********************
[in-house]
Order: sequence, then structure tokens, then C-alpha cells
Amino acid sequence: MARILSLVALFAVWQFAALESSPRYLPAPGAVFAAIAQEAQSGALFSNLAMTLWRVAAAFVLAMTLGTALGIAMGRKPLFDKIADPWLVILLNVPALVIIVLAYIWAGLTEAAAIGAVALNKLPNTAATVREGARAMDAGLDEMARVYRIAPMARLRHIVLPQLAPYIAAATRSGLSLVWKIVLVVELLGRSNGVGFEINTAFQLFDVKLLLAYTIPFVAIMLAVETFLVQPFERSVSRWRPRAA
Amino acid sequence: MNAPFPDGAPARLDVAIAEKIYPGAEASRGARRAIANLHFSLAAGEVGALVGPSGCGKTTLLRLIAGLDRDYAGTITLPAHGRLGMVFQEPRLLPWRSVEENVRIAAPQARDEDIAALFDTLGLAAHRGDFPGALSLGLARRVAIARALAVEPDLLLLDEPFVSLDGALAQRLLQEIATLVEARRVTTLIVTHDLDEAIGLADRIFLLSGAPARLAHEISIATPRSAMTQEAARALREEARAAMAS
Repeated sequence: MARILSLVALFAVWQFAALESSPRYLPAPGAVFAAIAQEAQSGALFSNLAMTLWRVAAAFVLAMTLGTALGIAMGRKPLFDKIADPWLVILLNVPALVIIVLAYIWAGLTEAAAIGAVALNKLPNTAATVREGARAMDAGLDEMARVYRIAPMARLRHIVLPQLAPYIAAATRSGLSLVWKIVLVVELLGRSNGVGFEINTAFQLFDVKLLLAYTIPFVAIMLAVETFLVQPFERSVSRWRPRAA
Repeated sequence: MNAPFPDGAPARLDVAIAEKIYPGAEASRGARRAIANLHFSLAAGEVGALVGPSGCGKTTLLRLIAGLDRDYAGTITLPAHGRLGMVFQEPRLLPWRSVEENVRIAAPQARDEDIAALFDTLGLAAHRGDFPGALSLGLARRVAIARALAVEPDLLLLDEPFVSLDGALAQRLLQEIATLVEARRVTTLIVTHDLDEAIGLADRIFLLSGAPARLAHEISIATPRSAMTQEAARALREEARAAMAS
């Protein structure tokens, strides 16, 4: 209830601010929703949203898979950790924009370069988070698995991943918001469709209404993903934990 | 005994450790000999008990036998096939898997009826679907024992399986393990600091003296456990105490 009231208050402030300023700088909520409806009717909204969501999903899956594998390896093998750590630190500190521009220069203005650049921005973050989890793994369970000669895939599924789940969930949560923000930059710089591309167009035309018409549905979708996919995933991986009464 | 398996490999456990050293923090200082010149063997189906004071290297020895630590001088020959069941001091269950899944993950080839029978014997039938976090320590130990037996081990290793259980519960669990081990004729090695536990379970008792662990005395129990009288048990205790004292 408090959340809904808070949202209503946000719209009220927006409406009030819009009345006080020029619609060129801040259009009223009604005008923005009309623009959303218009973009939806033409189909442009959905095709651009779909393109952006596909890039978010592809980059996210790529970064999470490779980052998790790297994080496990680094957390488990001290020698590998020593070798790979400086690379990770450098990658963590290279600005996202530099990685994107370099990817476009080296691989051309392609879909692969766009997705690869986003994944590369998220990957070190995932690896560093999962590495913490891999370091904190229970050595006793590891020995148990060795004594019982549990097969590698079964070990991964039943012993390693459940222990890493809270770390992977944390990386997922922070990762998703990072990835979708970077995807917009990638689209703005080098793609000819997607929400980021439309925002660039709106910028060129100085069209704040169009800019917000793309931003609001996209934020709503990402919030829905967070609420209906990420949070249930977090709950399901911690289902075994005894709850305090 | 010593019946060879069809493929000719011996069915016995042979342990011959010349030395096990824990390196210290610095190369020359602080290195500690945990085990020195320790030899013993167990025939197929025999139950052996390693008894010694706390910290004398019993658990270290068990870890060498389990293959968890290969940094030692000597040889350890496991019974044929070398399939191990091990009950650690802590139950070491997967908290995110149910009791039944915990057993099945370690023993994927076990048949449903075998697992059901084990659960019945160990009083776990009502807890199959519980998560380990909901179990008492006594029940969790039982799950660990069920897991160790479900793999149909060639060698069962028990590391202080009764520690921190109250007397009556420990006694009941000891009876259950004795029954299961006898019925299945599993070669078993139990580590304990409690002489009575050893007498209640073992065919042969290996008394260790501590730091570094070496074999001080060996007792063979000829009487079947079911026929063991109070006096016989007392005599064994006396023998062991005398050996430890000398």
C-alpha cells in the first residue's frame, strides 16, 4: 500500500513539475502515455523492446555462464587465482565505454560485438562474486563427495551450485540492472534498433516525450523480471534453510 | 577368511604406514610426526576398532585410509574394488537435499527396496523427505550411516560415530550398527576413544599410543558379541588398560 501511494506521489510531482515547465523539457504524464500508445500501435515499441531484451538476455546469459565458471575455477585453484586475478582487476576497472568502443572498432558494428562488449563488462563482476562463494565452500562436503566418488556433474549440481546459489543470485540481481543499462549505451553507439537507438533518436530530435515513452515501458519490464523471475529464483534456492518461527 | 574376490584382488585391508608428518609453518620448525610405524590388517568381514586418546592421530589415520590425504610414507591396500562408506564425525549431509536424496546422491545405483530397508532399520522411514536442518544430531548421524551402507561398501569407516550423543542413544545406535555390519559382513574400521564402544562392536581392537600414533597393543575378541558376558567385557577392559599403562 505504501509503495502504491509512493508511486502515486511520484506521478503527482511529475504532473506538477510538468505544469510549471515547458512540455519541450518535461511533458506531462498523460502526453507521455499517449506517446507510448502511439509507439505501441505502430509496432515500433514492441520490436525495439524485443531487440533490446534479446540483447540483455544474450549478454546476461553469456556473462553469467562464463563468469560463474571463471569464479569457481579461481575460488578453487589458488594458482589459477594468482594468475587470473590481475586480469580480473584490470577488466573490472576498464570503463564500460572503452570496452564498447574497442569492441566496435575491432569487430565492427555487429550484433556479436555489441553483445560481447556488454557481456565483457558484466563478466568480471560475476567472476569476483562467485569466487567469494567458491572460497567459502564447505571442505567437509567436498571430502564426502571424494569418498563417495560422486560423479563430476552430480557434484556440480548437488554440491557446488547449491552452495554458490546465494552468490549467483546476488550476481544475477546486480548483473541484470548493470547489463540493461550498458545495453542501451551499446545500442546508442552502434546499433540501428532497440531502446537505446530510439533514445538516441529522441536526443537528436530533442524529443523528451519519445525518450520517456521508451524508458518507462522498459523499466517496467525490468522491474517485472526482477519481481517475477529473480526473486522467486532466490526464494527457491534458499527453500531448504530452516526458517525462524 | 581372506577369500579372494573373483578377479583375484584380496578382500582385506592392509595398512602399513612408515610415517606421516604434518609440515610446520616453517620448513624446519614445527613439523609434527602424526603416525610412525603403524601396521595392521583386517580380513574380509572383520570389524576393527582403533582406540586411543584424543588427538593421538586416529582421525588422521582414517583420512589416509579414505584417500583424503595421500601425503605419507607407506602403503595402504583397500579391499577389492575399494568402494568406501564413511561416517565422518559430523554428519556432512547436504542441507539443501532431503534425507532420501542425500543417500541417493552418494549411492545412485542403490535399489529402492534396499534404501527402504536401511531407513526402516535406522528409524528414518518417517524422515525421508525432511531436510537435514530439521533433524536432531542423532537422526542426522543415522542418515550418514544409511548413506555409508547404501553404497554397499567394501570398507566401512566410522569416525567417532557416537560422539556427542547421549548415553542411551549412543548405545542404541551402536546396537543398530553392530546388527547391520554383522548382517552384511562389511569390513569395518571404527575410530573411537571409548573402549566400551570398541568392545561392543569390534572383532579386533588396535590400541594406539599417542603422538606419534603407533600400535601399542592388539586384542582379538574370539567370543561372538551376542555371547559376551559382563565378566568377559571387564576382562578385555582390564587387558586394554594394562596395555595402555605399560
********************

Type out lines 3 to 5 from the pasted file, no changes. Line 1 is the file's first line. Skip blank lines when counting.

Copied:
Amino acid sequence: MARILSLVALFAVWQFAALESSPRYLPAPGAVFAAIAQEAQSGALFSNLAMTLWRVAAAFVLAMTLGTALGIAMGRKPLFDKIADPWLVILLNVPALVIIVLAYIWAGLTEAAAIGAVALNKLPNTAATVREGARAMDAGLDEMARVYRIAPMARLRHIVLPQLAPYIAAATRSGLSLVWKIVLVVELLGRSNGVGFEINTAFQLFDVKLLLAYTIPFVAIMLAVETFLVQPFERSVSRWRPRAA
Amino acid sequence: MNAPFPDGAPARLDVAIAEKIYPGAEASRGARRAIANLHFSLAAGEVGALVGPSGCGKTTLLRLIAGLDRDYAGTITLPAHGRLGMVFQEPRLLPWRSVEENVRIAAPQARDEDIAALFDTLGLAAHRGDFPGALSLGLARRVAIARALAVEPDLLLLDEPFVSLDGALAQRLLQEIATLVEARRVTTLIVTHDLDEAIGLADRIFLLSGAPARLAHEISIATPRSAMTQEAARALREEARAAMAS
Repeated sequence: MARILSLVALFAVWQFAALESSPRYLPAPGAVFAAIAQEAQSGALFSNLAMTLWRVAAAFVLAMTLGTALGIAMGRKPLFDKIADPWLVILLNVPALVIIVLAYIWAGLTEAAAIGAVALNKLPNTAATVREGARAMDAGLDEMARVYRIAPMARLRHIVLPQLAPYIAAATRSGLSLVWKIVLVVELLGRSNGVGFEINTAFQLFDVKLLLAYTIPFVAIMLAVETFLVQPFERSVSRWRPRAA